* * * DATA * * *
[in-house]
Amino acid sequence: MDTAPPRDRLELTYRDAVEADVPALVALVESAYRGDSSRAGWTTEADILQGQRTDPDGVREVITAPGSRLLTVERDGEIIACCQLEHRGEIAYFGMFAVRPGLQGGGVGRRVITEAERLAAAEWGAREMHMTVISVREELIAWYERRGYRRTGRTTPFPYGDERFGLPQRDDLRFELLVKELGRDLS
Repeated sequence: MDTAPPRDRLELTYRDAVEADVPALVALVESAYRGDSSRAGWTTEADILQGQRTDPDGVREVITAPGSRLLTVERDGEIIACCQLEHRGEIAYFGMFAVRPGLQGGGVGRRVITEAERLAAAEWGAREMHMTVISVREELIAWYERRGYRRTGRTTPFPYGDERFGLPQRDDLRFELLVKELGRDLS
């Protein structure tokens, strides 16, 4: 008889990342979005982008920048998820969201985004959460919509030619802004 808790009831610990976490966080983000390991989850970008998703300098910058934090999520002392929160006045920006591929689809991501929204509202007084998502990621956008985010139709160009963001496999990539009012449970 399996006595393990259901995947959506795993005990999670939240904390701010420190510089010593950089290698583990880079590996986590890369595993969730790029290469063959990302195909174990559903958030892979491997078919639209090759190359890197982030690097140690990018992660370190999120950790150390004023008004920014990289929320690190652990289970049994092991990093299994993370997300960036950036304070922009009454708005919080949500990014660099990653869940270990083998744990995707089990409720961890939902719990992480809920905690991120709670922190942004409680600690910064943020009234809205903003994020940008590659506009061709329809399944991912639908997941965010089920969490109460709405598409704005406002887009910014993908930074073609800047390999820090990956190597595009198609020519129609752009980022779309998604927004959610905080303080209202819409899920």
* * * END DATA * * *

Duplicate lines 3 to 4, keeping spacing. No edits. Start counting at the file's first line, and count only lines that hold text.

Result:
Repeated sequence: MDTAPPRDRLELTYRDAVEADVPALVALVESAYRGDSSRAGWTTEADILQGQRTDPDGVREVITAPGSRLLTVERDGEIIACCQLEHRGEIAYFGMFAVRPGLQGGGVGRRVITEAERLAAAEWGAREMHMTVISVREELIAWYERRGYRRTGRTTPFPYGDERFGLPQRDDLRFELLVKELGRDLS
């Protein structure tokens, strides 16, 4: 008889990342979005982008920048998820969201985004959460919509030619802004 808790009831610990976490966080983000390991989850970008998703300098910058934090999520002392929160006045920006591929689809991501929204509202007084998502990621956008985010139709160009963001496999990539009012449970 399996006595393990259901995947959506795993005990999670939240904390701010420190510089010593950089290698583990880079590996986590890369595993969730790029290469063959990302195909174990559903958030892979491997078919639209090759190359890197982030690097140690990018992660370190999120950790150390004023008004920014990289929320690190652990289970049994092991990093299994993370997300960036950036304070922009009454708005919080949500990014660099990653869940270990083998744990995707089990409720961890939902719990992480809920905690991120709670922190942004409680600690910064943020009234809205903003994020940008590659506009061709329809399944991912639908997941965010089920969490109460709405598409704005406002887009910014993908930074073609800047390999820090990956190597595009198609020519129609752009980022779309998604927004959610905080303080209202819409899920």